Marina’s Mika Ikemori ends high school tennis career with another CIF runner-up finish
For the second straight year, Marina High senior Mika Ikemori advanced to the CIF Southern Section Individuals girls’ tennis singles title match.
That’s no small feat. Ikemori is the first girls’ tennis player in Huntington Beach Union High School District history to advance to more than one CIF title match.
For the second straight year, though, she ran into a freshman phenom.
Ikemori again had to settle for runner-up honors Thursday at Biszantz Family Tennis Center.
Portola freshman Kenzie Nguyen was a bit too strong in the title match, earning a 7-5, 6-1 win.
The final match of her sparkling high school career was the first loss of the season for Ikemori, who Marina coach Chuck Kingman said finished with a 46-1 mark.
“It’s great,” she said. “Obviously, the win would have been nice, but it’s still really cool. There’s so many of us out there that want to get here, so it’s a real honor to get all the way to the finals.”
The UC Davis-bound Ikemori, seeded No. 4, fell to No. 3-seeded Nguyen after earning an upset victory over top-seeded Tsehay Driscoll of La Cañada, 4-6, 6-3, 6-2, in the semifinals earlier Thursday.
The championship match seemed like a battle of nerves in the first set, with both players struggling to hold serve. Nguyen served for the set at 5-4 but was broken. The Pacific Coast League champion responded, immediately breaking back on Ikemori’s serve.
Nguyen was then able to serve out the set at 6-5.
“I felt like I had some momentum, and I kind of just lost it,” Ikemori said. “It was a missed opportunity, for sure, but she played well.”
Nguyen, playing aggressive tennis, then opened up a 4-0 lead in the second set before Ikemori could get her first game, which she earned with a backhand winner down the line on game point.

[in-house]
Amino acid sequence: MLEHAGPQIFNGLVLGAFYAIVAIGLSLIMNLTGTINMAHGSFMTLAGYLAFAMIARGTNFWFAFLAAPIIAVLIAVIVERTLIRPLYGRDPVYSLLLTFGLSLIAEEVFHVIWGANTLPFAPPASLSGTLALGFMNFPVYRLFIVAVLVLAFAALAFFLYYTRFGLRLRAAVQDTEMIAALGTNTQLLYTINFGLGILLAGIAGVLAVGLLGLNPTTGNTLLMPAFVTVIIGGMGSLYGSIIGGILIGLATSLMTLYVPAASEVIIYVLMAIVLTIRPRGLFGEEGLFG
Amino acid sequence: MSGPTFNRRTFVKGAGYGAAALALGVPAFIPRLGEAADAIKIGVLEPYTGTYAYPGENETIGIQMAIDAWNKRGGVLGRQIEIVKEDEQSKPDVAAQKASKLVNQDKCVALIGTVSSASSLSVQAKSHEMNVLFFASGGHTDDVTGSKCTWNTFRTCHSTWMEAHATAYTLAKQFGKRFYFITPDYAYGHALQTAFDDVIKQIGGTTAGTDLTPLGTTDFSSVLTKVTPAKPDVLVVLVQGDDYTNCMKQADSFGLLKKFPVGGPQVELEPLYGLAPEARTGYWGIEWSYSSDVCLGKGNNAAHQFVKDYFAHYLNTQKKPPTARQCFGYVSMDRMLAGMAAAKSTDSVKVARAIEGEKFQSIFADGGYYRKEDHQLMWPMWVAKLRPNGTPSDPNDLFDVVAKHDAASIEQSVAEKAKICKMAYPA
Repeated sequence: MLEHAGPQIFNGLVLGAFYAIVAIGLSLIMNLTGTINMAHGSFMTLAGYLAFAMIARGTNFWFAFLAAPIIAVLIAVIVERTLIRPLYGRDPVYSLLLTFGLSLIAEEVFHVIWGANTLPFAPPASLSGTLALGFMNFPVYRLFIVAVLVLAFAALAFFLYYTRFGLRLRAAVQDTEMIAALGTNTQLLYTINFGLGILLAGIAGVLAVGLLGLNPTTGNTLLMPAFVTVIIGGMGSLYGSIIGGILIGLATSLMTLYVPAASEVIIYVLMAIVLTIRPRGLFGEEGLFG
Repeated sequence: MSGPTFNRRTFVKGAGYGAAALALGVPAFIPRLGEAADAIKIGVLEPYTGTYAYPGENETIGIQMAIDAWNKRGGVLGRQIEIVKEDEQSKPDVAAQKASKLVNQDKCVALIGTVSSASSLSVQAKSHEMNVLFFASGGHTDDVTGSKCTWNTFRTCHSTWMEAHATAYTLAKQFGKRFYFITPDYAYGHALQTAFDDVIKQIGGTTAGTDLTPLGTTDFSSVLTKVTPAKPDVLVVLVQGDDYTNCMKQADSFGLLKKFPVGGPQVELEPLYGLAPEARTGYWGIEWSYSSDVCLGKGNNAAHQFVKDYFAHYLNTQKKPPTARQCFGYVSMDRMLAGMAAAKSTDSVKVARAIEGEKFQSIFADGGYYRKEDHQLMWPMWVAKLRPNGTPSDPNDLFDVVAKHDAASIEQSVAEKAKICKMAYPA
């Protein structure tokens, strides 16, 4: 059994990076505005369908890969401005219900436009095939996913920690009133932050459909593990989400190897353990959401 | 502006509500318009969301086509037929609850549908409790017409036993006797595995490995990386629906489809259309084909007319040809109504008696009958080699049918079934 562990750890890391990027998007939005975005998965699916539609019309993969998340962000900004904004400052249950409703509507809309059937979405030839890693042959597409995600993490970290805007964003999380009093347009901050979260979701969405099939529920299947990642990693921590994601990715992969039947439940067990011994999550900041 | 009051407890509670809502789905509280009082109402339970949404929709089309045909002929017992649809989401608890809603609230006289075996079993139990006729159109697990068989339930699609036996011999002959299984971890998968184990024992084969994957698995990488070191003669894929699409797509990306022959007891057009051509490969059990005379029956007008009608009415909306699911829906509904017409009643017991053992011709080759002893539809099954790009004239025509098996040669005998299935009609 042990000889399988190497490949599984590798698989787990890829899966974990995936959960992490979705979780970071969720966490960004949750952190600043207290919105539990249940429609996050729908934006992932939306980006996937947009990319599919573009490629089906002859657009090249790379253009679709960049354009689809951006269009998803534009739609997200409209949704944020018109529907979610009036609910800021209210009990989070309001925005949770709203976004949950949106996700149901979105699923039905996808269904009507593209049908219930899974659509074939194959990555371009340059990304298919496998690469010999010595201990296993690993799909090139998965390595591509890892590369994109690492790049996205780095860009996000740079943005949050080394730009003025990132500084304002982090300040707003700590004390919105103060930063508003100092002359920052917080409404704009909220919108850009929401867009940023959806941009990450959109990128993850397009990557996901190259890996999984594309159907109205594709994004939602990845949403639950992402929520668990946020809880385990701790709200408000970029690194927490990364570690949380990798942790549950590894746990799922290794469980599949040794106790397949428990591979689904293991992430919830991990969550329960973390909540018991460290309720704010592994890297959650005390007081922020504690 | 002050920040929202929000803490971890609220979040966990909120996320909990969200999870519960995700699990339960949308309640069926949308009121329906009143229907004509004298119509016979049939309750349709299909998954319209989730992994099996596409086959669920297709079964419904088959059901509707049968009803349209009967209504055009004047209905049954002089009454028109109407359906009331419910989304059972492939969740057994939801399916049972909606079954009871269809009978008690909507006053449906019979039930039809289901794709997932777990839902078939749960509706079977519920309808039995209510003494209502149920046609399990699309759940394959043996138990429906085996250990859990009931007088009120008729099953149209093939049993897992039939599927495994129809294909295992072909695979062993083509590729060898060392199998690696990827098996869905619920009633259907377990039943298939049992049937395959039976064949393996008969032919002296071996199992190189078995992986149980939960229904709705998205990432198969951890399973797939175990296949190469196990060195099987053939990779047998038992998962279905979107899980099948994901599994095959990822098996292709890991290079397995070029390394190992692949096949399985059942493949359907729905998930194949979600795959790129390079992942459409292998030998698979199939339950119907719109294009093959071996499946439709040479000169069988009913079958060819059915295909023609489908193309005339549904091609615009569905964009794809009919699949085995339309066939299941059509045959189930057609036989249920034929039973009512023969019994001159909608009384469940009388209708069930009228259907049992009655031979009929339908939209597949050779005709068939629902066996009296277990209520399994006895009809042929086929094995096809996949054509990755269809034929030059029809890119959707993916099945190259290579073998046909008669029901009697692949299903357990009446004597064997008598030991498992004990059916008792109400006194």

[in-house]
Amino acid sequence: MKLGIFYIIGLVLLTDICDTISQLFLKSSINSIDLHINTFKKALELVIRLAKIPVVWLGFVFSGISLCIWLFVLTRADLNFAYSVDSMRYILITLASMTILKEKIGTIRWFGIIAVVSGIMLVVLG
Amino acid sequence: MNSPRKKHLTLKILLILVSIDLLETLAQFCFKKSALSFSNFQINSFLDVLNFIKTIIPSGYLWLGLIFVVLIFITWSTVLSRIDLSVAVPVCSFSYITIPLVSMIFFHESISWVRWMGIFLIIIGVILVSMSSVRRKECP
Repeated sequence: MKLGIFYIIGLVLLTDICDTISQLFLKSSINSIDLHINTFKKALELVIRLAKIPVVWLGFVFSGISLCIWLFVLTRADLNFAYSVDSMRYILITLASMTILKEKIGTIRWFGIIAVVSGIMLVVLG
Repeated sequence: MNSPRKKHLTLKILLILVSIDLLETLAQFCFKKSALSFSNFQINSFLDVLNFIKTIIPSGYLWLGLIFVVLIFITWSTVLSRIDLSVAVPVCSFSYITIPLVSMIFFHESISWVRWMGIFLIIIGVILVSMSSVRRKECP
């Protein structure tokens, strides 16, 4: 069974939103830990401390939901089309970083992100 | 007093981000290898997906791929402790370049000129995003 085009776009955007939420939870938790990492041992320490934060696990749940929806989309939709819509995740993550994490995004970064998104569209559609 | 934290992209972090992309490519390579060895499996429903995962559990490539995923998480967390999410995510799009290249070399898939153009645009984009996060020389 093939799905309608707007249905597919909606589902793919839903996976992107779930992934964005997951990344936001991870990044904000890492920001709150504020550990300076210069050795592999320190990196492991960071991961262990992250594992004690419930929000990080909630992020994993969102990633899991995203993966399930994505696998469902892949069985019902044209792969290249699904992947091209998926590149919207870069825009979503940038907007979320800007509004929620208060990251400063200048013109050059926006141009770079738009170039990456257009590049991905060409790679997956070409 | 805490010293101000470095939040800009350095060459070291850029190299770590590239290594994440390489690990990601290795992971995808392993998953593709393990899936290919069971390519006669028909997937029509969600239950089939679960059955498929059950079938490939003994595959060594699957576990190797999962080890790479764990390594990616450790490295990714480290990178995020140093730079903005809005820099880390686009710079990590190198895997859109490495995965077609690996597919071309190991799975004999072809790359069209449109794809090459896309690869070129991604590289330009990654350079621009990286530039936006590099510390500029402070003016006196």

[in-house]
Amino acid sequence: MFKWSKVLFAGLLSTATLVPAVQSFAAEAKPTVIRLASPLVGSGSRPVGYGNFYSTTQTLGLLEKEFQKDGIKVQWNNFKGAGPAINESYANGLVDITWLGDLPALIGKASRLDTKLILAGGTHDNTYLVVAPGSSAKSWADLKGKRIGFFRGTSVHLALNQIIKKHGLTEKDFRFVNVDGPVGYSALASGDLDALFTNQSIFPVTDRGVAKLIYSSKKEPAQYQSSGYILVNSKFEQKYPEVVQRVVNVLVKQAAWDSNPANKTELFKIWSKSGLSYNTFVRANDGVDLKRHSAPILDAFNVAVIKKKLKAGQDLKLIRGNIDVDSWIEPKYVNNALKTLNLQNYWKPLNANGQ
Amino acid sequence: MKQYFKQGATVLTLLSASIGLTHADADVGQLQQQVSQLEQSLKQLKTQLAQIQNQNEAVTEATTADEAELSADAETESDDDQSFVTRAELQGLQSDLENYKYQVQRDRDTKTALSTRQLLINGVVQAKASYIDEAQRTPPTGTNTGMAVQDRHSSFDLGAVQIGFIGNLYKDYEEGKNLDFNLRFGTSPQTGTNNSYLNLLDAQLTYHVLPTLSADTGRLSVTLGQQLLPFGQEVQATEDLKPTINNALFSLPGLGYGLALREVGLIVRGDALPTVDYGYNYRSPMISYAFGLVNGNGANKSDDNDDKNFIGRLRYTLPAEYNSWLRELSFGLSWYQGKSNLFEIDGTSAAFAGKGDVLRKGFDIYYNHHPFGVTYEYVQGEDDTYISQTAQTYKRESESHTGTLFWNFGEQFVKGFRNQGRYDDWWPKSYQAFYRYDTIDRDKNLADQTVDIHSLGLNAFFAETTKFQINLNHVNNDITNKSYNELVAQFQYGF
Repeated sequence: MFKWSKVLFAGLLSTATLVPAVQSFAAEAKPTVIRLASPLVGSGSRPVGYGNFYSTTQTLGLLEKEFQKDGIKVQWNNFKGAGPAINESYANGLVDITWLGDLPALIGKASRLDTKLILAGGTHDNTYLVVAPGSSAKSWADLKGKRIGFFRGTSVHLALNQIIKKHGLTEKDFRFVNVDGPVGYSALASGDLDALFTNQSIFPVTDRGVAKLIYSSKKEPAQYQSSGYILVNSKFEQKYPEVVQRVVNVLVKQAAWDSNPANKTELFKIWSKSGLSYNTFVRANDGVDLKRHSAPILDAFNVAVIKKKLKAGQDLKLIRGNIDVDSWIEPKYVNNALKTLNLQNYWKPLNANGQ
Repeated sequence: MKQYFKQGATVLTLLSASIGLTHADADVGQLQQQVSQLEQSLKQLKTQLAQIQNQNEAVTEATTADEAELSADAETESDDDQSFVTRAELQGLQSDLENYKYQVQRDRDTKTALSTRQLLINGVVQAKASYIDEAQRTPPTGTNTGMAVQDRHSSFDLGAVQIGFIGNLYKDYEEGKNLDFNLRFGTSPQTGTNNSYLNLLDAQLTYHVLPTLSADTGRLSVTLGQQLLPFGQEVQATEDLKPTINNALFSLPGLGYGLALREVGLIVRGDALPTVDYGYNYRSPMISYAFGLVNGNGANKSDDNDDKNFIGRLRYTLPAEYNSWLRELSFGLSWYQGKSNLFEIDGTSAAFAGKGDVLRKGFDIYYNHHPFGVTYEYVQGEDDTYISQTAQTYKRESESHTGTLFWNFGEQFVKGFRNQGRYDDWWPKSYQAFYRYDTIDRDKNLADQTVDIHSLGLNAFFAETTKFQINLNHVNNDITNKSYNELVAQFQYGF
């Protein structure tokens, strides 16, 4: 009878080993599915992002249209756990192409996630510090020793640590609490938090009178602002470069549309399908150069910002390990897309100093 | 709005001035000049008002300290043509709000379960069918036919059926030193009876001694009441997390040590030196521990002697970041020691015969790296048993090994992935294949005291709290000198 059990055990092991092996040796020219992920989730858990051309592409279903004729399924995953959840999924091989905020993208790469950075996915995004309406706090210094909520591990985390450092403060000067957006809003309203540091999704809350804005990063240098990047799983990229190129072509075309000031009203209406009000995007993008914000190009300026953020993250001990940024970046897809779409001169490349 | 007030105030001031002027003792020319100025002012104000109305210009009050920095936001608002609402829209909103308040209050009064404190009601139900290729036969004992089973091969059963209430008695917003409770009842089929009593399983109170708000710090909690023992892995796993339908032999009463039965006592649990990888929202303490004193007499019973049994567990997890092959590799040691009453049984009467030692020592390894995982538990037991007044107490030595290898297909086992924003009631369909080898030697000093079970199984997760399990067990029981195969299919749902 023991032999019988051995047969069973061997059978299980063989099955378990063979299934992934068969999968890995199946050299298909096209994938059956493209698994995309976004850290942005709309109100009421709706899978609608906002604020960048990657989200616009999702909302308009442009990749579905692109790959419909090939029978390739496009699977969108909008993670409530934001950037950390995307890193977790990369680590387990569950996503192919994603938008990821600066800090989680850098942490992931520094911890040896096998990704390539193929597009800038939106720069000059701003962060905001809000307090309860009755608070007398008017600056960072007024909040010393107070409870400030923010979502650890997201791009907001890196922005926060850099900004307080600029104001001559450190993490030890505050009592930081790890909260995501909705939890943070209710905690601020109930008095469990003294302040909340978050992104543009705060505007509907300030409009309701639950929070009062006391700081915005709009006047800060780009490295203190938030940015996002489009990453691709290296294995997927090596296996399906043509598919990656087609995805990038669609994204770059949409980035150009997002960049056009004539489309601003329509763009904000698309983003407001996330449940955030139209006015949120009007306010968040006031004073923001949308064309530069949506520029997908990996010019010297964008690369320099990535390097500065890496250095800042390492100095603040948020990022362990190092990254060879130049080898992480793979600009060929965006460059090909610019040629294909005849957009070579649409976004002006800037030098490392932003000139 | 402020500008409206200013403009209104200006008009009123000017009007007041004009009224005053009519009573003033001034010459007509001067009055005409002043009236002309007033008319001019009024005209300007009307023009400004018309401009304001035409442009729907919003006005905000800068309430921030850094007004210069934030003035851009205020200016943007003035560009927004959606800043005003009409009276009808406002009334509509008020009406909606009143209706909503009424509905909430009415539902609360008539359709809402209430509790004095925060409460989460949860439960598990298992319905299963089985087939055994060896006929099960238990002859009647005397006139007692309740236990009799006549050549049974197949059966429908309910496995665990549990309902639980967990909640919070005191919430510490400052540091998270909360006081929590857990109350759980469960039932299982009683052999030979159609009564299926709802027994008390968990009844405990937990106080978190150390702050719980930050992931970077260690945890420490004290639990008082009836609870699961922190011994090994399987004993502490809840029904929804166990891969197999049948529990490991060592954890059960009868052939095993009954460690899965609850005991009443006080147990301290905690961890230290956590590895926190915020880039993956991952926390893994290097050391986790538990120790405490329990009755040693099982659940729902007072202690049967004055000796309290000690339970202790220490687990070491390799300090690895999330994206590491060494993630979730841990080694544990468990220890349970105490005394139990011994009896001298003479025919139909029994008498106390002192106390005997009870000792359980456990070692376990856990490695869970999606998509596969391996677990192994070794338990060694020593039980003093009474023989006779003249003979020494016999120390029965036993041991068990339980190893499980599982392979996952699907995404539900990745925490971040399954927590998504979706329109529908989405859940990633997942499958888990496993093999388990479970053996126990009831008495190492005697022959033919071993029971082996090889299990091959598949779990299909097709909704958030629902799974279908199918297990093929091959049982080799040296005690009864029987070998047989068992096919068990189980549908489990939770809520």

“She’s a very good player, I knew that,” said Nguyen, who was undefeated as a freshman for Portola and helped the Bulldogs reach the Open Division playoffs. “She’s very skilled and talented, and experienced. I knew she was going to break a couple of serves here and there, but I also knew that in order to win, I had to also break and hold.
“After the first set, I was kind of getting into a groove. I knew what needed to be done, and I just needed to execute.”
Ikemori got to the final after winning an exciting 150-minute match against one of her best friends in tennis, Driscoll, who is bound for Princeton.
The third set started with four straight breaks of serve. But, from 2-2, Ikemori won the last four games to secure the win.
“I think she was tired,” Ikemori said. “It was such a long match. Mentally I was just like, ‘Mika, you need to dial in and stay focused.’ I didn’t run out of steam; I kept running for every ball and pushed through. I tried to extend the points, and I think that got me the win.”
After the final, Ikemori posed for pictures with Marina coaches as well as her family. Her mother Lynn, and grandparents Myrtle and George, were there throughout the tournament to root her on.
Ikemori said her grandparents drive her to practice each day, as she continues to deal with a seizure disorder. She said the seizures have gotten better, though she still experiences them every day and during matches.
“I feel a lot more clear in my head, if that makes sense,” she said. “Before, it was harder for me to construct points and see the ball. It’s getting better … it’s not as severe to the point where it stops me from enjoying my life every day.”
Another CIF finals appearance was something to savor.
“It’s impressive in any year,” Kingman said. “To do it two years is definitely pretty impressive.”
Mater Dei’s Chloe Vu and Natalie Lynch defeated top-seeded Samantha Wang and Makaila Cheng of Arcadia in the CIF Individuals doubles title match.
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